According to research carried out by specialist tech insurer Protect Your Bubble, 82 per cent of the UK’s tablet owners and 44 per cent of mobile owners never use their devices in public. What’s more, a staggeringly high 24 per cent of Brits suggested that they do not feel safe carrying any portable gadgets around at all.
Although claims data from the past year showed Brighton and Manchester were 2012’s hotspots for mobile phone thefts, followed by Leicester, Belfast and London, the study has revealed that those living in the West Midlands feel the least safe. In contrast, residents in the South West of England feel the safest brandishing their pricey tech in public.
The survey, which questioned 1,000 British gadget owners, also revealed that 40 per cent of Brits regularly hide their gadgets whilst in public, as they are scared of being targeted by thieves. A further one in ten say the reason they hide their electronic belongings is because they've had their gadgets stolen before and do not want to be victims again.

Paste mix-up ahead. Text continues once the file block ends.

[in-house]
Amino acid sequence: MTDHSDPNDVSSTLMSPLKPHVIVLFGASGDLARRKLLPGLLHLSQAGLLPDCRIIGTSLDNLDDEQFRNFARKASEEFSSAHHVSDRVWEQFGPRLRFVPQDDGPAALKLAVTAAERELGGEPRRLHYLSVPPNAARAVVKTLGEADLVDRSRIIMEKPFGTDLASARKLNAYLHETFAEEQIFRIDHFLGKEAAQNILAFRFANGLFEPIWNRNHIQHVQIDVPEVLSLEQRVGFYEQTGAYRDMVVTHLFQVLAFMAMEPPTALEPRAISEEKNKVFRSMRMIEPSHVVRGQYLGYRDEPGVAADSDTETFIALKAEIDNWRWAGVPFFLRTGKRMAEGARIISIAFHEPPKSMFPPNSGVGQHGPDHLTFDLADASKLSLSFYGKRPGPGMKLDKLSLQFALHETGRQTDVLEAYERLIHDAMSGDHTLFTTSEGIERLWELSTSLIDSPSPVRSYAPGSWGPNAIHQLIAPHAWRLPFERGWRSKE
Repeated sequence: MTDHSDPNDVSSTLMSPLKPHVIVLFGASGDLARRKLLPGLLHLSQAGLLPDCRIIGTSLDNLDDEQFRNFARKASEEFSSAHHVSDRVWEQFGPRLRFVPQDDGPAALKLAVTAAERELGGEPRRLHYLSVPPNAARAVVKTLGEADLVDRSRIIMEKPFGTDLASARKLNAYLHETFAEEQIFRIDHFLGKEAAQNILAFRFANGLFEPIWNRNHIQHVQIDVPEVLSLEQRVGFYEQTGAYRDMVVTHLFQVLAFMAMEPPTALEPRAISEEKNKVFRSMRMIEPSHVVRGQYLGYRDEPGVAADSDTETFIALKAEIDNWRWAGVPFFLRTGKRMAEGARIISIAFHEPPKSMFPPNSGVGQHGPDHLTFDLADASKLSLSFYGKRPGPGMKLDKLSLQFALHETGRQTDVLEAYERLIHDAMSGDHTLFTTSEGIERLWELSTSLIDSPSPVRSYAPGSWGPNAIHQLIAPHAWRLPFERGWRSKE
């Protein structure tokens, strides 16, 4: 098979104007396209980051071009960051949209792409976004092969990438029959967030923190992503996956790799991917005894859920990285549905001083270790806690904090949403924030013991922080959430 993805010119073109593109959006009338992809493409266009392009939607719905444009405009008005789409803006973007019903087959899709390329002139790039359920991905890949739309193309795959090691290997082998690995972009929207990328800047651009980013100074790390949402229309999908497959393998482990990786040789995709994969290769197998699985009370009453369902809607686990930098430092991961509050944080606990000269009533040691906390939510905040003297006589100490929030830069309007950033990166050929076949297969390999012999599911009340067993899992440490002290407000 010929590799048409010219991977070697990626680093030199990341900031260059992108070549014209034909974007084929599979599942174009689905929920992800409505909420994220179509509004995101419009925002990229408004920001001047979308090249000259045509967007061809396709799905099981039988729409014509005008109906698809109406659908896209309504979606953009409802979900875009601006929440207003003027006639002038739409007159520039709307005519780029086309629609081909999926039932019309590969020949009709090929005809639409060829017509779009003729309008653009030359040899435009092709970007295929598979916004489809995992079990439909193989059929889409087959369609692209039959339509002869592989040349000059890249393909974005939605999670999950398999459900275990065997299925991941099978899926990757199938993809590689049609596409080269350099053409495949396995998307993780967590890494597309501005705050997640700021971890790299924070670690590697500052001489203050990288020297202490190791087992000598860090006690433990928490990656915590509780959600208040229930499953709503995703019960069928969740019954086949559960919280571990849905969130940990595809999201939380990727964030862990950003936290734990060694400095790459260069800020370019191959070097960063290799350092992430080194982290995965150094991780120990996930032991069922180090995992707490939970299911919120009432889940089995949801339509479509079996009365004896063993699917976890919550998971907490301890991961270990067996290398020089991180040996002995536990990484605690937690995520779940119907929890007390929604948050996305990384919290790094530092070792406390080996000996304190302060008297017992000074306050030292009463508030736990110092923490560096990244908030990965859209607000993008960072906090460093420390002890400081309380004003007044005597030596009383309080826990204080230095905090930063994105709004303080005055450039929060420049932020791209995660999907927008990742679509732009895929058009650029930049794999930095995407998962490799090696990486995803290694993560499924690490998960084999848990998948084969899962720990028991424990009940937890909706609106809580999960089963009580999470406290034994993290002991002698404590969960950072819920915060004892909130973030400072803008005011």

“Handheld devices like mobile phones and tablets are easy pickings for gadget thieves because they’re conveniently small and victims are likely to be distracted.” Stephen Ebbett, director of Protect Your Bubble said. “If you need to make a phone call, do it in a place where you can see what’s going on around you - preferably with your back to a wall.
He added: “When your phone isn’t being used, keep it safe and out of sight in a zipped-up pocket or bag.”
In order to overcome gadget theft the majority of people surveyed (25 per cent) believe not using portable gadgets in public altogether would prevent the problem, whilst another 8 per cent think that people should only buy cheap gadgets. Although, 13 per cent of people would like to see harsher sentences for gadget thieves and another 13 per cent believe an increase of police officers on the streets would decrease gadget theft.
Brits have also been turning to more in-built tracking software, as 15 per cent suggested services such as 'Find My iPhone' are a potential answer to gadget crime, whilst 20 per cent of those surveyed would like have the ability to remotely render gadgets completely and permanently useless to thieves.